Top PDF Carbon-13 magnetic resonance spectroscopy

Carbon-13 magnetic resonance spectroscopy

Carbon-13 magnetic resonance spectroscopy

The field of 13 c nmr has been reviewed previously (9, 10) and the earlier work will not be discussed here in detail. Studies of 13 c nuclear magnetic resonance may be conveni[r]

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Chapter 11 Structure Determination: Nuclear Magnetic Resonance Spectroscopy. Nuclear Magnetic Resonance Spectroscopy Nuclear Magnetic Resonance

Chapter 11 Structure Determination: Nuclear Magnetic Resonance Spectroscopy. Nuclear Magnetic Resonance Spectroscopy Nuclear Magnetic Resonance

The Nature of NMR Absorptions • The two methyl groups of methyl acetate are nonequivalent • The two sets of hydrogens absorb at different positions • When the frequency of rf irradiation is held constant and the applied field strength is varied each nucleus in a molecule comes into resonance at a slightly different field strength, mapping the carbon-hydrogen framework of an organic molecule

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Nuclear Magnetic Resonance Spectroscopy

Nuclear Magnetic Resonance Spectroscopy

corresponds to 400 MHz for 1 H measurement) and usually more FIDs need to be accumulated to build up the SNR. However, some factors alleviate these difficulties. These include the broadband decoupling of all 1 H– 13 C coupling patterns using special pulse sequences, so that each carbon signal is a singlet. This also has the effect of boosting the SNR through the NOE from the 1 H spins, this being most effective for CH, CH 2 and CH 3 carbons. One disadvantage of 13 C NMR spectroscopy is that some carbons, particularly quaternary carbons (which have only at best weak NOE) also have long relaxation times and are saturated easily and thus give weak peaks. For these reasons, quantitative studies based on 13 C resonances are more prone to error than those based on 1 H resonances. The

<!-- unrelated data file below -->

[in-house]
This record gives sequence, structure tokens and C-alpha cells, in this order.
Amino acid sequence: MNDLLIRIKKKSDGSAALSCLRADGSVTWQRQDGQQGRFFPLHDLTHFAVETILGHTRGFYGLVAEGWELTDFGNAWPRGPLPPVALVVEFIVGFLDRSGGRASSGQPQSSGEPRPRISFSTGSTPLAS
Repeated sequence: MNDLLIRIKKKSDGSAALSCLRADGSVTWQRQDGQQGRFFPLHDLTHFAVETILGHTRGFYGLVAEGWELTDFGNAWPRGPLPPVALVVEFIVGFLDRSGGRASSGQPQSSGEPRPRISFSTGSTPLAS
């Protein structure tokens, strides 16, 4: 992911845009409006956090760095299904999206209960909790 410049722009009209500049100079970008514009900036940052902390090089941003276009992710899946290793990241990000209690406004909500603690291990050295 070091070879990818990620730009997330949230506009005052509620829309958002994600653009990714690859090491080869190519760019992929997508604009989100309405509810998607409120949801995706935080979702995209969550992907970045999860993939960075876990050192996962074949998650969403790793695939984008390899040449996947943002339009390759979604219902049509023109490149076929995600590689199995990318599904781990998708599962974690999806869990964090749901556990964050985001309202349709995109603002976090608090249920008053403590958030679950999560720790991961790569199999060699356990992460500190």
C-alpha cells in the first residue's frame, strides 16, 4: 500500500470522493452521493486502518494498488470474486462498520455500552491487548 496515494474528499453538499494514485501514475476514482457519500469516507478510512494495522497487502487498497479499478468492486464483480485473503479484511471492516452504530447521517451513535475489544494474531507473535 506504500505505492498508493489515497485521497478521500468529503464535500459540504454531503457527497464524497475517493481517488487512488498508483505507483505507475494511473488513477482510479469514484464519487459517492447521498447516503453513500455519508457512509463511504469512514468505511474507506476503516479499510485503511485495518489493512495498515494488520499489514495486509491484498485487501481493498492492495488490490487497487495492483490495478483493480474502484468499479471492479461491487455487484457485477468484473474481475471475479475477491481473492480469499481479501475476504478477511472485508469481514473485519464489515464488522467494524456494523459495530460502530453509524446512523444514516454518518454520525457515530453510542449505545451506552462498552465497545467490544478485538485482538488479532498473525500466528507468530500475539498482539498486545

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Nuclear Magnetic Resonance Spectroscopy

Nuclear Magnetic Resonance Spectroscopy

• In the benzene molecule all six hydrogens are equivalent since the bonding of all six to the carbon atoms is identical. Only one peak will be observed. • A substitution on one or more of the positions of the benzene ring will upset this equivalency -the extent of change depends upon the number and/or nature of the substituted group(s).

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Proton Nuclear Magnetic Resonance Spectroscopy

Proton Nuclear Magnetic Resonance Spectroscopy